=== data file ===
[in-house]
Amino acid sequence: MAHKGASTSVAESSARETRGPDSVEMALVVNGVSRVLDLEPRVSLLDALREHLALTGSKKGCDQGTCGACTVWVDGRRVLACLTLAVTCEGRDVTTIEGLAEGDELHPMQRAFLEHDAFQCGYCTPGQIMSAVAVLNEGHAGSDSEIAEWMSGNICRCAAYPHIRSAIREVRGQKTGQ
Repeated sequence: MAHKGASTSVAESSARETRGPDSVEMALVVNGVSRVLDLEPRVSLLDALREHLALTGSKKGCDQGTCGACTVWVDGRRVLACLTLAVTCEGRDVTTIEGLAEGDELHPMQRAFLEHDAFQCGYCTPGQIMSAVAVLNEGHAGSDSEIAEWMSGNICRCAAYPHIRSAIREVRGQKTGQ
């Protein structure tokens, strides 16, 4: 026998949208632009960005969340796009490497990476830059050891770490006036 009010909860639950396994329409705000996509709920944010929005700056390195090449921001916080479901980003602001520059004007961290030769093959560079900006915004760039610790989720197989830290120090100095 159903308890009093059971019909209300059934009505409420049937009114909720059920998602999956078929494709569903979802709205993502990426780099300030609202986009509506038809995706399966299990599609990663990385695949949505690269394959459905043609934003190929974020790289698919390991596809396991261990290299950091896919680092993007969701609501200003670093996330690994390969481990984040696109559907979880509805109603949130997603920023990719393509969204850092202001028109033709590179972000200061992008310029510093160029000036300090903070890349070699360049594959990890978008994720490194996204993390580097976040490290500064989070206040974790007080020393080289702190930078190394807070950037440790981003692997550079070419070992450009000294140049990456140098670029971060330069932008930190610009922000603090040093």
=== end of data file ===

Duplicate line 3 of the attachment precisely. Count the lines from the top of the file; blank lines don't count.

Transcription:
Repeated sequence: MAHKGASTSVAESSARETRGPDSVEMALVVNGVSRVLDLEPRVSLLDALREHLALTGSKKGCDQGTCGACTVWVDGRRVLACLTLAVTCEGRDVTTIEGLAEGDELHPMQRAFLEHDAFQCGYCTPGQIMSAVAVLNEGHAGSDSEIAEWMSGNICRCAAYPHIRSAIREVRGQKTGQ